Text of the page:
A coach’s daily schedule in the postseason starts in the wee hours of the morning and finishes well into the night. In between exclusive interviews with ESPN and the local media, and conference calls with the NCAA, just about everyone is pulling him in a different direction. And he still needs to find time to coach the team.

Charles Goddeeris
Michigan coach Red Berenson has coached his Wolverines to the CCHA regular season and tournament championships, as well as a trip to the Frozen Four.

Luckily for Michigan coach Red Berenson, he has one of the best staffs in college hockey with more than 25 years experience and 14 Frozen Four appearances between his two assistants – Mel Pearson and Billy Powers. He also has a complete staff to breakdown and disect a season’s worth of game film for Michigan’s three possible opponents next weekend.

“Obviously, we are building up for this all year,” Berenson said. “We have been taping teams off the (satellite) dish for months. We probably have more tapes of Minnesota than we do of Michigan.

“As a head coach, I have a lot of confidence and trust in our staff and know they take a personal pride in doing a good job.”

Berenson said that his coaching staff has a plan for who will handle what video responsibilities before the week begins, so that the work is evenly distributed.

Aiding Berenson and his staff is the modern availability of satellite dish networks, which broadcast college hockey games. These networks allow Michigan to readily scout and collect game film of opposing teams well in advance of a game.

Prior to this telecommunications tool, the staff would have had to request a game tape from an opponent’s opponent, which would likely be several months old. Now, the Wolverines are able to watch film of the last time their opponent played before every game.

But Berenson warns that tapes are not the end all, rather they are used to make Michigan more aware of its opponent’s tendencies.

“(Tapes) are done just so there are no surprises, but they will throw (in) some wrinkles in our game, and we may do the same,” Berenson said.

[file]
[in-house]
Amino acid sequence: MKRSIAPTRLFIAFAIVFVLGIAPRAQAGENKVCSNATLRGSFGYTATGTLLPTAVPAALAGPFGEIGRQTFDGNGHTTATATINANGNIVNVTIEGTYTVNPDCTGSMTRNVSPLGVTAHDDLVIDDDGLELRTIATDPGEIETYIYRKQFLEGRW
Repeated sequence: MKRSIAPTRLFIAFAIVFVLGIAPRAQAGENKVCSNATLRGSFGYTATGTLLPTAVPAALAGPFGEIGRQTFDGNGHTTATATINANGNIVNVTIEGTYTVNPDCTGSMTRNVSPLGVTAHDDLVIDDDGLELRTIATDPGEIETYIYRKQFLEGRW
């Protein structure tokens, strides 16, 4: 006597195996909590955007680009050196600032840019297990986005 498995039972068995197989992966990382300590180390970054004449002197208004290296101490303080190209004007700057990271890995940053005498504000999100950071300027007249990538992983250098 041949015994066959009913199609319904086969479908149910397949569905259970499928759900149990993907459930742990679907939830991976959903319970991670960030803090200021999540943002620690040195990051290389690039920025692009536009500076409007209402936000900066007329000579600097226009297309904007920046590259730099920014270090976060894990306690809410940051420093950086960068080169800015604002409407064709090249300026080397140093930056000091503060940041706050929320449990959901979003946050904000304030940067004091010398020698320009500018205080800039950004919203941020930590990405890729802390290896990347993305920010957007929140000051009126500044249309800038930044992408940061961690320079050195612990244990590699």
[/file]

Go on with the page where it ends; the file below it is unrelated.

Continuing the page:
With a season’s worth of videotape to go through, Berenson has administrative assistant Brian Wiseman and video coordinator Ryan Rezmierski working overtime analyzing game film. Both came to Michigan three years ago and are familiar with the coaching staff.

The day before each game, Wiseman, who played for Michigan from 1991-94, and Rezmierski prepare a tape for the team to view that typically showcases tendencies on a breakaway or a forecheck. At the same time, they make an effort to inform the Wolverines of players that must be keyed on.

“We will show clips of individuals if we see that they are doing some special things out there, and we want our players to really pay attention,” Wiseman said. “We single (out) guys like (Minnesota defenseman Jordan) Leopold (a Hobey Baker Award finalist) to let our players know that he is an offensive threat and tries to jump into a play whenever he can but is still a great defensive defenseman.”

This scouting has already paid off for the Wolverines this postseason. The staff noticed that Denver goaltender Wade Dubielewicz liked to go down when a shooter came in close. That piece of insight allowed freshman Eric Werner to shoot high when he received a feed from junior Mike Cammalleri in tight for the game-tying goal.

“I think it is a great advantage that a program like Michigan has over some other programs that don’t have the resources to bring in outside help to do some of the work,” Wiseman said. “Normally, a lot of the burden would fall on the coaches themselves. It allows them to focus throughout the year on other things like recruiting and practice schedules or traveling.”

Coffee talk: Berenson will be available to talk with fans live on ESPN.com today at 1 p.m about Michigan’s upcoming trip to the Frozen Four.

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